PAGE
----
September 12, 2014. See id. R. 26.3.

Appellee Maldonado contends that appellant failed to offer a reasonable

explanation for failing to timely file the notice of appeal because she consciously waited

to file the notice of appeal while she determined whether to appeal. In her motion for

extension of time, appellant stated that she sought additional time to file the notice of

appeal because she “wanted to research and confer with other attorneys before filing a

notice of appeal,” because she “has had numerous prior obligations to attend to in other

cases,” the office for lead counsel “was closed for the Labor Day holiday,” and the “[f]ailure

to file before the deadline was not deliberate or intentional.”

As previously stated, we may extend the time to file a notice of appeal if the

appellant’s motion is timely and reasonably explains the need for an extension of time to

file the notice of appeal. TEX. R. APP. P. 10.5(b)(1)(C); id. R. 26.3. “[A] reasonable

explanation is ‘any plausible statement of circumstances indicating that failure to file

within the [specified] period was not deliberate or intentional, but was the result of

inadvertence, mistake or mischance.” Hone v. Hanafin, 104 S.W.3d 884, 886 (Tex.

2003) (quoting Meshwert v. Meshwert, 549 S.W.2d 383, 384 (Tex. 1977)); see Garcia v.

Kastner Farms, Inc., 114 S.W.2d 668, 669 (Tex. 1989). Because of the liberal standard

of review in these cases, “[a]ny conduct short of deliberate or intentional noncompliance

qualifies as inadvertence, mistake or mischance.” Id. at 887. An explanation that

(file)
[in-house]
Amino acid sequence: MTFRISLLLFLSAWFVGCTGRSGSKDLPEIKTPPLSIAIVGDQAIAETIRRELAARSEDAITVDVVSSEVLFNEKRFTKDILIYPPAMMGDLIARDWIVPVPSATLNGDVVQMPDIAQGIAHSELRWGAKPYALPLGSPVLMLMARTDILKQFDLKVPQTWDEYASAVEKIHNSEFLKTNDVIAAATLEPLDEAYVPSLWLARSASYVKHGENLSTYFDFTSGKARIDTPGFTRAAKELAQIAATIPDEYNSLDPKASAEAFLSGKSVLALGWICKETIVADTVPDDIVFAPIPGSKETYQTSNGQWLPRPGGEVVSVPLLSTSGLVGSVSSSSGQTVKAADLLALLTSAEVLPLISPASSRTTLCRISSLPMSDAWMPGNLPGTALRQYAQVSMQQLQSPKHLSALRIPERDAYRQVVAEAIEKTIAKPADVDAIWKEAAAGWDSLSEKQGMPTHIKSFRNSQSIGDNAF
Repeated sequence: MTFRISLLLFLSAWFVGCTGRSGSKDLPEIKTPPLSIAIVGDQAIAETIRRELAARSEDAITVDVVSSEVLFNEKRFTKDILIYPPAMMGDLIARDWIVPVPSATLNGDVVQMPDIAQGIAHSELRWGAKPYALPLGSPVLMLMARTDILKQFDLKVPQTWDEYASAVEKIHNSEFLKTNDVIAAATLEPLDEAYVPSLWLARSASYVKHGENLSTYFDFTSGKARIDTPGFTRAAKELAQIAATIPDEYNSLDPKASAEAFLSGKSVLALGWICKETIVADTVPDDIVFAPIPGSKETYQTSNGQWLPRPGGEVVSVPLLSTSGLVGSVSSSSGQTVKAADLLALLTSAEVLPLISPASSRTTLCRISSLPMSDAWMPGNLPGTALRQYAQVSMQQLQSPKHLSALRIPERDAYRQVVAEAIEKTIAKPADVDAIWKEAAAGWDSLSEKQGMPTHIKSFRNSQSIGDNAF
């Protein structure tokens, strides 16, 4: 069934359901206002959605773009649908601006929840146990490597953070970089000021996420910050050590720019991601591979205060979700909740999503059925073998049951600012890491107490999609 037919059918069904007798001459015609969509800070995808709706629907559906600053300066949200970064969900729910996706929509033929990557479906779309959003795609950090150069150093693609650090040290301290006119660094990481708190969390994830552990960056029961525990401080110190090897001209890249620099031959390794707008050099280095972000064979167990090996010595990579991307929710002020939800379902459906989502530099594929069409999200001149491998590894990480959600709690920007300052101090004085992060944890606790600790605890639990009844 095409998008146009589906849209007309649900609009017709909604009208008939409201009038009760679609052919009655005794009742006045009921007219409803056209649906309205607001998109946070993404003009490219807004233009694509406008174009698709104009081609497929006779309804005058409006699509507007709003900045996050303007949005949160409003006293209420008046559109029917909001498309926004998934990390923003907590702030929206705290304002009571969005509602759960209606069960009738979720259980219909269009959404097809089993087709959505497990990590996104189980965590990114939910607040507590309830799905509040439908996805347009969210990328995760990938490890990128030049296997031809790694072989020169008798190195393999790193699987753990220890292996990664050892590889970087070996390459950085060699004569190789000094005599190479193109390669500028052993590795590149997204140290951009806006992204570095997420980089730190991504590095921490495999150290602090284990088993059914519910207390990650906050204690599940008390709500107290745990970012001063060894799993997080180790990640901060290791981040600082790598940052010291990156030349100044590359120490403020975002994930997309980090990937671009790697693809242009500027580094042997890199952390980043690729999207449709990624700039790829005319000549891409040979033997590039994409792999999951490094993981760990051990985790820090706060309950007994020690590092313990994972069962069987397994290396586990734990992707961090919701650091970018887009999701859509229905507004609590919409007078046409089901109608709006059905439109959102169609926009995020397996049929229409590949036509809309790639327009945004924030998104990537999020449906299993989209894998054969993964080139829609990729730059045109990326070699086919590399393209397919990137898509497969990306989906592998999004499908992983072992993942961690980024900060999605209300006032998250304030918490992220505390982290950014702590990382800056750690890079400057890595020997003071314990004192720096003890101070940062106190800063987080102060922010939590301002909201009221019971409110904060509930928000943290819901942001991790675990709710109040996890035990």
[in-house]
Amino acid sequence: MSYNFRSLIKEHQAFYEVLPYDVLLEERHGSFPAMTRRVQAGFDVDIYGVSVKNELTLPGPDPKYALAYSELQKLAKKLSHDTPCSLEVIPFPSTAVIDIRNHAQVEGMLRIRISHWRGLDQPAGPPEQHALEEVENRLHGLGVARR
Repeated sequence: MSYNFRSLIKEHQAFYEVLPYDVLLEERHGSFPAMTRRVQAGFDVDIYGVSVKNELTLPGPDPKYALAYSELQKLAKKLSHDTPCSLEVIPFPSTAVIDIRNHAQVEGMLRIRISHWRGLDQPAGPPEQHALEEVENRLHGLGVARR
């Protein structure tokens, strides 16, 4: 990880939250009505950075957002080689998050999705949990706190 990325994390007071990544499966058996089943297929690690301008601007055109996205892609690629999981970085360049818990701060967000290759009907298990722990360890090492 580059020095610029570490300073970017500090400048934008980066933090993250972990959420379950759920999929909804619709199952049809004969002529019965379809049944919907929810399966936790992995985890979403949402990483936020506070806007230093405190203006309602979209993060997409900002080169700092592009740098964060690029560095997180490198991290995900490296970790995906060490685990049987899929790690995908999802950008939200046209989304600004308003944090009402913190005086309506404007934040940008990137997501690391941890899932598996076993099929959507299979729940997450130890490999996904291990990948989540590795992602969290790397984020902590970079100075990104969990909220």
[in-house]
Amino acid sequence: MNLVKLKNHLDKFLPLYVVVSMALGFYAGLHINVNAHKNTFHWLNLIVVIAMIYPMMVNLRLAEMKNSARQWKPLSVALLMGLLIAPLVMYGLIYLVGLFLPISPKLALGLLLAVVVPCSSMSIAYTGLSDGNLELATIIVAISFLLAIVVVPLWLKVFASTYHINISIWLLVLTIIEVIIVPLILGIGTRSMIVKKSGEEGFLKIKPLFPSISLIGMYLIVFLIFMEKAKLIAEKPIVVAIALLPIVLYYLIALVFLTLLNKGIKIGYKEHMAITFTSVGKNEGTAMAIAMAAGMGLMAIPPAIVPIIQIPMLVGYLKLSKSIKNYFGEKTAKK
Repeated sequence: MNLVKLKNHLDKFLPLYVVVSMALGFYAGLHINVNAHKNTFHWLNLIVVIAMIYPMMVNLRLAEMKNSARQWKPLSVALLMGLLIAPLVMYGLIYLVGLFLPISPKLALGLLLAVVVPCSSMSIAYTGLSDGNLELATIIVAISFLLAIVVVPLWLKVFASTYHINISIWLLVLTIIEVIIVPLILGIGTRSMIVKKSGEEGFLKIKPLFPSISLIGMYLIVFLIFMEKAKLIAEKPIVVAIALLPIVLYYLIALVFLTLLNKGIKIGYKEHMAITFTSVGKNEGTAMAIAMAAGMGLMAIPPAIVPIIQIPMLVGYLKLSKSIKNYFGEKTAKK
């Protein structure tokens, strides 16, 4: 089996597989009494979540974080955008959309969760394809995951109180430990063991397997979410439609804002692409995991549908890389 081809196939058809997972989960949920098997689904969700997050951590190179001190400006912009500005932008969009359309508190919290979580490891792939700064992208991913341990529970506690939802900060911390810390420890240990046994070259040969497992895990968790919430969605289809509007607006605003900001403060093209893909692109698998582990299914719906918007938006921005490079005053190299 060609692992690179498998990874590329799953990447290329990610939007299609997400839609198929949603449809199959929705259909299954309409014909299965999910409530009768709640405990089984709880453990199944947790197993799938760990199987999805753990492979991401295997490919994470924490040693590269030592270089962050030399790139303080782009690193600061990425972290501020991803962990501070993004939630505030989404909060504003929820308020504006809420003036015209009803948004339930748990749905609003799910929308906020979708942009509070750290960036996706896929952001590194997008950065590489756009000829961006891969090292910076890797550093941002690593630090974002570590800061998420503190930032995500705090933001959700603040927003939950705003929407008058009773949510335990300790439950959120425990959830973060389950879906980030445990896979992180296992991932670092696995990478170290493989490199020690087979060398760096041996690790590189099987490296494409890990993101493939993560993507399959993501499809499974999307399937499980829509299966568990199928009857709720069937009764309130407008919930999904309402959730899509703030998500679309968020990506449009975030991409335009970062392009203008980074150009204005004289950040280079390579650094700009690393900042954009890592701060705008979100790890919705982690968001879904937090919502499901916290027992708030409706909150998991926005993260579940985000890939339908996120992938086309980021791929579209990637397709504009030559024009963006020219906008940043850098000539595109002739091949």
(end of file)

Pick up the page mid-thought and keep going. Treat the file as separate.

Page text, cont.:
shows a conscious or strategic decision to wait to file the notice of appeal is not

reasonable. See, e.g., Hykonnen v. Baker Hughes Bus. Support Servs., 93 S.W .3d 562,

563–64 (Tex. App.—Houston [14th Dist.] 2002, no pet.) (waiting until representation

secured); Weik v. Second Baptist Church of Houston, 988 S.W.2d 437, 439 (Tex. App.—

Houston [1st Dist.] 1999, pet. denied) (waiting until trial court's plenary power expired in

event trial court reinstated case); see also Allen v. Hinze, No. 02-13-00466-CV, 2014 WL

787867, at *2 (Tex. App.—Fort Worth Feb. 27, 2014, no pet.) (mem. op.) (waiting to file

the notice of appeal because waiting to hold a hearing and rule on motion for new trial

was not inadvertent, mistake, or mischance); Morris v. Frost Nat'l Bank, No. 02–11–

00058–CV, 2011 WL 1532391, at *1 (Tex. App.—Fort Worth Apr.21, 2011, no pet.) (mem.

op.); Zee TV USA, Inc. v. Regency Ctrs., L.P., No. 05–10–01297–CV, 2011 WL 47185,

at *1 (Tex. App.—Dallas Jan.7, 2011, no pet.) (mem. op.); Stephens v. Stephens, No. 2-

10-197-CV, 2010 WL 3433108, at *2 (Tex. App.—Fort Worth Aug. 31, 2010, no pet.)

(mem .op.); Crossland v. Crossland, No. 05–06–00228–CV, 2006 WL 925032, at *2 (Tex.